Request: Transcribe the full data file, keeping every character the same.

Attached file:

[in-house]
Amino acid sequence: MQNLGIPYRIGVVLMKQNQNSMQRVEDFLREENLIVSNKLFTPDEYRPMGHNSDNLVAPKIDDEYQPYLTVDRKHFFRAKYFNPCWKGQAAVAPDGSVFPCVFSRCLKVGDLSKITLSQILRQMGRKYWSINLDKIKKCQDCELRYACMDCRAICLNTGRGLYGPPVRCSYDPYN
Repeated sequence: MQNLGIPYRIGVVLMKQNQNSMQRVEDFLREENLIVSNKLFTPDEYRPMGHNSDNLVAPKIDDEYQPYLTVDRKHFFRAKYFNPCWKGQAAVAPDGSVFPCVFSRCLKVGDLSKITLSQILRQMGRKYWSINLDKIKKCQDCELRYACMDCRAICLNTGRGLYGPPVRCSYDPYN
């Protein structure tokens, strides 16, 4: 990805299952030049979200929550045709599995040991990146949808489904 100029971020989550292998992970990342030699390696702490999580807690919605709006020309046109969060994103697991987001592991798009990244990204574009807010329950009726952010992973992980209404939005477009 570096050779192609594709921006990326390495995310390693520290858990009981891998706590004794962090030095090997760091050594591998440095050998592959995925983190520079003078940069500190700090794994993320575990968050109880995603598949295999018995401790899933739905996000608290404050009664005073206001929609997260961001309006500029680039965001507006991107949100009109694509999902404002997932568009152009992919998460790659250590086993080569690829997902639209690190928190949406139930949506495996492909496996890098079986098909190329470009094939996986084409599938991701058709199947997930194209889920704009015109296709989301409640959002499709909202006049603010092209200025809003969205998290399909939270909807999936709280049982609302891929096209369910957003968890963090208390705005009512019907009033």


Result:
[in-house]
Amino acid sequence: MQNLGIPYRIGVVLMKQNQNSMQRVEDFLREENLIVSNKLFTPDEYRPMGHNSDNLVAPKIDDEYQPYLTVDRKHFFRAKYFNPCWKGQAAVAPDGSVFPCVFSRCLKVGDLSKITLSQILRQMGRKYWSINLDKIKKCQDCELRYACMDCRAICLNTGRGLYGPPVRCSYDPYN
Repeated sequence: MQNLGIPYRIGVVLMKQNQNSMQRVEDFLREENLIVSNKLFTPDEYRPMGHNSDNLVAPKIDDEYQPYLTVDRKHFFRAKYFNPCWKGQAAVAPDGSVFPCVFSRCLKVGDLSKITLSQILRQMGRKYWSINLDKIKKCQDCELRYACMDCRAICLNTGRGLYGPPVRCSYDPYN
């Protein structure tokens, strides 16, 4: 990805299952030049979200929550045709599995040991990146949808489904 100029971020989550292998992970990342030699390696702490999580807690919605709006020309046109969060994103697991987001592991798009990244990204574009807010329950009726952010992973992980209404939005477009 570096050779192609594709921006990326390495995310390693520290858990009981891998706590004794962090030095090997760091050594591998440095050998592959995925983190520079003078940069500190700090794994993320575990968050109880995603598949295999018995401790899933739905996000608290404050009664005073206001929609997260961001309006500029680039965001507006991107949100009109694509999902404002997932568009152009992919998460790659250590086993080569690829997902639209690190928190949406139930949506495996492909496996890098079986098909190329470009094939996986084409599938991701058709199947997930194209889920704009015109296709989301409640959002499709909202006049603010092209200025809003969205998290399909939270909807999936709280049982609302891929096209369910957003968890963090208390705005009512019907009033």